“Being able to be part of the OlympiA trial was not only about potentially giving me a treatment option, whether or not I got the placebo, it was also a way to contribute to research.”
“So, if I didn’t get the drug, at the very least I’d be helping find the next thing that might be able to treat that next generation of women with triple negative breast cancer.”
Results from the OlympiA trial show that the drug olaparib reduces the chance of recurrence by 42% in patients with early-stage breast cancer who have an inherited BRCA1 of BRCA2 gene mutation. The researchers involved in the study say these results are significant and provide a new treatment option for patients with early-stage breast cancer.
The Benefits Of Participating In A Clinical Trial
There are many benefits to participating in a clinical trial, such as the potential to access a new treatment and helping to further research into breast cancer. Another lesser-known benefit is that those who participate in a clinical trial often get more time with their treatment team.
“It’s like an army of people, and that’s probably the best thing about being on a trial,” said Dimity.
“It’s not just your oncologist, you have a whole team of trial nurses and they were just the best.”
“They are the loveliest people that check in on you and make sure that all of your side effects weren’t really affecting your quality of life.”
Unfortunately, Dimity did experience some side-effects including nausea and fatigue while on the trial, however she said the level of care and attention she received from her treatment team ensured it was dealt with quickly.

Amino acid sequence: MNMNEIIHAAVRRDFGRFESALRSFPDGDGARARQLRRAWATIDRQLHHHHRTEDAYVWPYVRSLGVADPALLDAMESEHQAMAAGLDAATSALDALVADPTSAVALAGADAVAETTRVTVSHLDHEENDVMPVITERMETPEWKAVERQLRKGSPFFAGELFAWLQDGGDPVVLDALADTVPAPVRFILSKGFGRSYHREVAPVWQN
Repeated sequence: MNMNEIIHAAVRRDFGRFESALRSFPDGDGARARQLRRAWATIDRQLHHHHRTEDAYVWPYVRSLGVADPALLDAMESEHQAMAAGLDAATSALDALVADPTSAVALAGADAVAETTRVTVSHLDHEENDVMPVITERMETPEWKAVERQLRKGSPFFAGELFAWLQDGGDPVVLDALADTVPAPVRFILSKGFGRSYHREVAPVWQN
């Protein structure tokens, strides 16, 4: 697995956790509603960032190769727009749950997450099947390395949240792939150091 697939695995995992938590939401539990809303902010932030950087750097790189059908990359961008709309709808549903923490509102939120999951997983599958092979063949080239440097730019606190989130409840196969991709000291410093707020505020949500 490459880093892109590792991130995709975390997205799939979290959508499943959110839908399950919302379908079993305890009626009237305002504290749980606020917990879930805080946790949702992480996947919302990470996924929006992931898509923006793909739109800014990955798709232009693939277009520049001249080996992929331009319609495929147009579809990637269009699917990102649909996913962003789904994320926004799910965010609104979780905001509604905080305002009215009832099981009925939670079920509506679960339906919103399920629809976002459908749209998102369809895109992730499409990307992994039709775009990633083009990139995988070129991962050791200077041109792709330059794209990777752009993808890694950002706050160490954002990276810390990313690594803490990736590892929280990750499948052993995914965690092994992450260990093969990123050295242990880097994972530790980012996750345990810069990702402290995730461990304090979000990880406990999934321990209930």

She said she worked with her treatment team to find a new nausea drug that worked for her. As this drug caused some tiredness, they decided as a team that it would best for Dimity to take it in the evening so she could continue to work.
“It was collaborative and it really felt like I was part of my care.”
The Importance Of A Supportive Workplace
Dimity continued to work throughout her treatment but said it wouldn’t have been possible if her workplaces were not as supportive as they were.
Dimity changed jobs while undergoing treatment and she said both workplaces went above and beyond to ensure she was supported.
“I travelled a lot for work, and my employer, during my standard treatment, made sure that I didn’t have to travel as much and if I did travel, which I still wanted to do because I still wanted to participate in life, they made it really flexible.”
“So, flexibility is key when you’re going through chemo as you have good days where you can work and you have days where you’re a space cadet, like you have no idea what’s going on and with your workplace just knowing some days they’re going to get ‘good you’ and other days they’re going to get ‘really tired or challenged you’ and they’re okay with that.”